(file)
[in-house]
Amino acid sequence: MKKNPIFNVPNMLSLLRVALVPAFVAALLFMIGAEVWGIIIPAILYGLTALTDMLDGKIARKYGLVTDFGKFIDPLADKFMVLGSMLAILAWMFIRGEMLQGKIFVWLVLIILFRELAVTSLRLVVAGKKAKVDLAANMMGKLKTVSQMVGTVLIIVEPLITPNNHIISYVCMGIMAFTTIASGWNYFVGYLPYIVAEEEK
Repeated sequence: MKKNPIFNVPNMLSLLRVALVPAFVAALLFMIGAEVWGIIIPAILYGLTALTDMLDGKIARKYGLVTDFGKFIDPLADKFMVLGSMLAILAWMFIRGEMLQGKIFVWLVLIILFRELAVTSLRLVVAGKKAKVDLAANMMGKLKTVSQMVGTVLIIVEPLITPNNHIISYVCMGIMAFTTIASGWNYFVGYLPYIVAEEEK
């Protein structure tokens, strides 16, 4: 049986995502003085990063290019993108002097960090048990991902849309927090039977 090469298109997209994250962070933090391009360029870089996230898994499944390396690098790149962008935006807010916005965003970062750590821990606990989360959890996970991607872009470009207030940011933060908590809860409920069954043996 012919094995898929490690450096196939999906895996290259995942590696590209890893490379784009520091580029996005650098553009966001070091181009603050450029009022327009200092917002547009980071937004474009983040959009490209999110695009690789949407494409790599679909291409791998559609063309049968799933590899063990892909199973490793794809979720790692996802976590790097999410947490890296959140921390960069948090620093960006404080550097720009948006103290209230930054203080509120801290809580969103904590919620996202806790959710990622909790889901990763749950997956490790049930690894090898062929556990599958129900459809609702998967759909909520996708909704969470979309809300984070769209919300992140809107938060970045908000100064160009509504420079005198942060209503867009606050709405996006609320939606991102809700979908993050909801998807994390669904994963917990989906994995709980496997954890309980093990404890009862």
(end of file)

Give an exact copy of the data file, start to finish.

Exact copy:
[in-house]
Amino acid sequence: MKKNPIFNVPNMLSLLRVALVPAFVAALLFMIGAEVWGIIIPAILYGLTALTDMLDGKIARKYGLVTDFGKFIDPLADKFMVLGSMLAILAWMFIRGEMLQGKIFVWLVLIILFRELAVTSLRLVVAGKKAKVDLAANMMGKLKTVSQMVGTVLIIVEPLITPNNHIISYVCMGIMAFTTIASGWNYFVGYLPYIVAEEEK
Repeated sequence: MKKNPIFNVPNMLSLLRVALVPAFVAALLFMIGAEVWGIIIPAILYGLTALTDMLDGKIARKYGLVTDFGKFIDPLADKFMVLGSMLAILAWMFIRGEMLQGKIFVWLVLIILFRELAVTSLRLVVAGKKAKVDLAANMMGKLKTVSQMVGTVLIIVEPLITPNNHIISYVCMGIMAFTTIASGWNYFVGYLPYIVAEEEK
């Protein structure tokens, strides 16, 4: 049986995502003085990063290019993108002097960090048990991902849309927090039977 090469298109997209994250962070933090391009360029870089996230898994499944390396690098790149962008935006807010916005965003970062750590821990606990989360959890996970991607872009470009207030940011933060908590809860409920069954043996 012919094995898929490690450096196939999906895996290259995942590696590209890893490379784009520091580029996005650098553009966001070091181009603050450029009022327009200092917002547009980071937004474009983040959009490209999110695009690789949407494409790599679909291409791998559609063309049968799933590899063990892909199973490793794809979720790692996802976590790097999410947490890296959140921390960069948090620093960006404080550097720009948006103290209230930054203080509120801290809580969103904590919620996202806790959710990622909790889901990763749950997956490790049930690894090898062929556990599958129900459809609702998967759909909520996708909704969470979309809300984070769209919300992140809107938060970045908000100064160009509504420079005198942060209503867009606050709405996006609320939606991102809700979908993050909801998807994390669904994963917990989906994995709980496997954890309980093990404890009862």